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Job Application - Mandatory Salary Requirement

Old 05-22-05, 10:50 AM
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Job Application - Mandatory Salary Requirement

I was perusing the classifieds this morning -- I'm not totally disillusioned with my current job, but old habits die hard, and besides, I like to keep my options only -- anyway, there was one job that seemed interesting. Seemed to match my qualifications pretty well.

But at the bottom of the job notice was the following sentence:

... send resume with salary requirements (salary requirements must be included for resumes to be included)
Now, I am of the opinion that, as a job applicant, you have nothing to gain and everything to lose by listing your salary requirements -- either it's too little, and they think you're not qualified, or they can get you on the cheap -- or it's too much, and you get eliminated before you even begin.

So how would you deal with this kind of a request?
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Old 05-22-05, 10:56 AM
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Originally Posted by NCMojo
Now, I am of the opinion that, as a job applicant, you have nothing to gain and everything to lose by listing your salary requirements -- either it's too little, and they think you're not qualified, or they can get you on the cheap -- or it's too much, and you get eliminated before you even begin.

So how would you deal with this kind of a request?
I agree with you. But in this case, you do have something to gain by including that information: your resume can be reviewed. I'd give them a number slightly higher than what I would accept for the job.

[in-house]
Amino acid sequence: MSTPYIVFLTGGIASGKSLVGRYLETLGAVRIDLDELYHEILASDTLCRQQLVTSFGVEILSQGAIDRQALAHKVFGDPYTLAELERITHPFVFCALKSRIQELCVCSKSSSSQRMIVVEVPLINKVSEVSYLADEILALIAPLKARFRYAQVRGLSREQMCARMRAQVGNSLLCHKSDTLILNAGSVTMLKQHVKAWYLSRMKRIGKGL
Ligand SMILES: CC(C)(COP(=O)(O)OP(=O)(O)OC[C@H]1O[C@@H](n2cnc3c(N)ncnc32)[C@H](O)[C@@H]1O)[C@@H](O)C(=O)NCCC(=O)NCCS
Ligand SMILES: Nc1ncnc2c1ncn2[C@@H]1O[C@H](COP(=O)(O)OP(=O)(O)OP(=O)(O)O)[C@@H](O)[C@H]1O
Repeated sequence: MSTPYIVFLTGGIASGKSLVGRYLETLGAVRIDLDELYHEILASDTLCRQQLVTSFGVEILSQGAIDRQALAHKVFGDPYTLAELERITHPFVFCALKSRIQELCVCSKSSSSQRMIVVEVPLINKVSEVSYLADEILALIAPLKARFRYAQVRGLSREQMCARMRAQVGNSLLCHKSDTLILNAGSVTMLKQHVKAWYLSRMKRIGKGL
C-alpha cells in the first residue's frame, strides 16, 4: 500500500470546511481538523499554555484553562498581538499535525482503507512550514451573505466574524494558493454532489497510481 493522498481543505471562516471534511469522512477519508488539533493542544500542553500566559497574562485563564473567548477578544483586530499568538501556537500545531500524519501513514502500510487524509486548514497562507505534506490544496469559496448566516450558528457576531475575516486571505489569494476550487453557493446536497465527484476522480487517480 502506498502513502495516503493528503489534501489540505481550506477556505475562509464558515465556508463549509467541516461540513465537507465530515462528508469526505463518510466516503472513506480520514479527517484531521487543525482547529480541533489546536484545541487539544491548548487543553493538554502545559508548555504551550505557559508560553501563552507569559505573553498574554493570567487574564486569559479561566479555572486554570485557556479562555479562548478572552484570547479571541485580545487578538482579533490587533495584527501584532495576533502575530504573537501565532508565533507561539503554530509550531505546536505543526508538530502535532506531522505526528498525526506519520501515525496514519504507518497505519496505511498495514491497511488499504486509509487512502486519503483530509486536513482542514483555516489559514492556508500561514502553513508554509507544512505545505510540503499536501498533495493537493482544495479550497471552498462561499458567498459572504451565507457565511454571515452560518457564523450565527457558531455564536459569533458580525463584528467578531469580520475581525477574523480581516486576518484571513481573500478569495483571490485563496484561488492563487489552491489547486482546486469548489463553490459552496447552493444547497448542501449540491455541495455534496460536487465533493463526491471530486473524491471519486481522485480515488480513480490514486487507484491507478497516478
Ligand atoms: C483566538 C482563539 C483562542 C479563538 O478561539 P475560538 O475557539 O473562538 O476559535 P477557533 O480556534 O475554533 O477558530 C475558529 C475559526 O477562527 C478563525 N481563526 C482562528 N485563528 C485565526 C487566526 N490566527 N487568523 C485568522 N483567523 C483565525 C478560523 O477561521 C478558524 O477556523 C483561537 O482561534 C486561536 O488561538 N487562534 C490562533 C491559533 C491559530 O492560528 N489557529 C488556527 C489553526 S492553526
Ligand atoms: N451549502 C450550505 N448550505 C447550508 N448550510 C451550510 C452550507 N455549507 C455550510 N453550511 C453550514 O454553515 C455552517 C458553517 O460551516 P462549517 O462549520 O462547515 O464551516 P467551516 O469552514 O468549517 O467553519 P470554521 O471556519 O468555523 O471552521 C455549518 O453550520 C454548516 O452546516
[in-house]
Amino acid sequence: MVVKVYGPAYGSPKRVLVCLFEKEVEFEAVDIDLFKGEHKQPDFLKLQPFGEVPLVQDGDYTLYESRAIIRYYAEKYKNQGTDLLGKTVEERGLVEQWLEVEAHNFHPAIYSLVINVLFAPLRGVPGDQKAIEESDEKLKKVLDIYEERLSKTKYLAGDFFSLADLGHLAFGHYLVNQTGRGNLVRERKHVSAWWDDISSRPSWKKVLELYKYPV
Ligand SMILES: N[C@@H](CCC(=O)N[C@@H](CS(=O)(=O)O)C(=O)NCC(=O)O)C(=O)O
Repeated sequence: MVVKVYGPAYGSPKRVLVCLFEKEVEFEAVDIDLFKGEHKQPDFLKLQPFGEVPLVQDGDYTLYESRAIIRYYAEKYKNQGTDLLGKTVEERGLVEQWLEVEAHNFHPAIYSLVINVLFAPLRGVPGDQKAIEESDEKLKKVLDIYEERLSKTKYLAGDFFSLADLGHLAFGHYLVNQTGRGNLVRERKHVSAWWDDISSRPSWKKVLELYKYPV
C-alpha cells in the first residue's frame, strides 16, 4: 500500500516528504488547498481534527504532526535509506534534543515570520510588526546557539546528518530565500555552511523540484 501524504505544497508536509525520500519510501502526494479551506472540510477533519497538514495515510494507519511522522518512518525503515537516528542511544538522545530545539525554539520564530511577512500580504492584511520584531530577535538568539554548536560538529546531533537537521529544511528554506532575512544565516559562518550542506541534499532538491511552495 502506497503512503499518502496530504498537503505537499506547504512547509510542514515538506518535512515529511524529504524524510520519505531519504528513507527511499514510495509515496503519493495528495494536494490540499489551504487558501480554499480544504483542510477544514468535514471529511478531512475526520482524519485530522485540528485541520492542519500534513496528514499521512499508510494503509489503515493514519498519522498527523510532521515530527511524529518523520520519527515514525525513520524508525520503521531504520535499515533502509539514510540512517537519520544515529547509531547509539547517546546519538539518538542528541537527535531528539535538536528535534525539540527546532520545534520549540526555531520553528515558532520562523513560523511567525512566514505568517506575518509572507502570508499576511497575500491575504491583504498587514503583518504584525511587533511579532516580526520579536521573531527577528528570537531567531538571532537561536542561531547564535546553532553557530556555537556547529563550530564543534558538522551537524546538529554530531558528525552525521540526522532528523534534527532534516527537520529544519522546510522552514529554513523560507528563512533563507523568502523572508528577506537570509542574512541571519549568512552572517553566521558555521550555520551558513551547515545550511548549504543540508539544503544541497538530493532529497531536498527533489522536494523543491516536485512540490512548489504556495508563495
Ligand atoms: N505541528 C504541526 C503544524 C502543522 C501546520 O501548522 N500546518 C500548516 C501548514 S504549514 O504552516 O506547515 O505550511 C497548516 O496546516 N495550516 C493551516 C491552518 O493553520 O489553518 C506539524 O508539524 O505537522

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Old 05-22-05, 01:13 PM
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You could also put a range. Unless I misunderstood you, it doesn't mean what the exactly you require. So if $40,000 is the average, you could put like $35,000 to $45,000.
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Old 05-22-05, 01:35 PM
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I agree with Sdallnct I would def put a range in there, thats what I have done in the past, and make sure you start a little higher than what you want, that way of they want to negotiate with you, you will at least get close to what you want.
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Old 05-22-05, 01:37 PM
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Originally Posted by Sdallnct
You could also put a range. Unless I misunderstood you, it doesn't mean what the exactly you require. So if $40,000 is the average, you could put like $35,000 to $45,000.
Definitely - always put a range and never one amount. If it means anything to you, I have recevied multiple call backs for jobs that asked for my salary requirement. I'm not saying I took those jobs but they did do a follow up with me.
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Old 05-22-05, 01:41 PM
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Even better, put 30's to 40's. This leaves a $20k range.
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Old 05-22-05, 01:56 PM
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I'd put a range and a line stating it was negotiable
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Old 05-22-05, 02:00 PM
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Originally Posted by DodgingCars
Even better, put 30's to 40's. This leaves a $20k range.
Hell, I can top that: $30k to $130k. That's a $100k range.
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Old 05-22-05, 02:03 PM